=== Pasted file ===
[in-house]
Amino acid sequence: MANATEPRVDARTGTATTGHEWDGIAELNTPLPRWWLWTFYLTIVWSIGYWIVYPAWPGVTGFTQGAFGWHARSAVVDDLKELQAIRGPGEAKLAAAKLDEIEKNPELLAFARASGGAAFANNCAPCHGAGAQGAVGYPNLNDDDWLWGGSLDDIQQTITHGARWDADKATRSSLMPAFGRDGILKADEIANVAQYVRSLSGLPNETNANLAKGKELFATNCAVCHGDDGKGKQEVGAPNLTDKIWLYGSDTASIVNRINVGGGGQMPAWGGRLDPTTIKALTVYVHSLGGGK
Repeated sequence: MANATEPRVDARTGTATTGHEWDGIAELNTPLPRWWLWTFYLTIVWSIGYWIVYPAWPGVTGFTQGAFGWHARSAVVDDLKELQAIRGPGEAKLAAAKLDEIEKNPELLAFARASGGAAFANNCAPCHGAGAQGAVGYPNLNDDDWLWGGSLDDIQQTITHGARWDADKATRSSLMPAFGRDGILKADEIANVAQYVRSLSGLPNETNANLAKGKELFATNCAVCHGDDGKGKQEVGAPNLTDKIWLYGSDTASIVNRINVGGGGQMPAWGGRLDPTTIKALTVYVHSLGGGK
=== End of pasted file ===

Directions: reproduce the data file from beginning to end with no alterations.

[in-house]
Amino acid sequence: MANATEPRVDARTGTATTGHEWDGIAELNTPLPRWWLWTFYLTIVWSIGYWIVYPAWPGVTGFTQGAFGWHARSAVVDDLKELQAIRGPGEAKLAAAKLDEIEKNPELLAFARASGGAAFANNCAPCHGAGAQGAVGYPNLNDDDWLWGGSLDDIQQTITHGARWDADKATRSSLMPAFGRDGILKADEIANVAQYVRSLSGLPNETNANLAKGKELFATNCAVCHGDDGKGKQEVGAPNLTDKIWLYGSDTASIVNRINVGGGGQMPAWGGRLDPTTIKALTVYVHSLGGGK
Repeated sequence: MANATEPRVDARTGTATTGHEWDGIAELNTPLPRWWLWTFYLTIVWSIGYWIVYPAWPGVTGFTQGAFGWHARSAVVDDLKELQAIRGPGEAKLAAAKLDEIEKNPELLAFARASGGAAFANNCAPCHGAGAQGAVGYPNLNDDDWLWGGSLDDIQQTITHGARWDADKATRSSLMPAFGRDGILKADEIANVAQYVRSLSGLPNETNANLAKGKELFATNCAVCHGDDGKGKQEVGAPNLTDKIWLYGSDTASIVNRINVGGGGQMPAWGGRLDPTTIKALTVYVHSLGGGK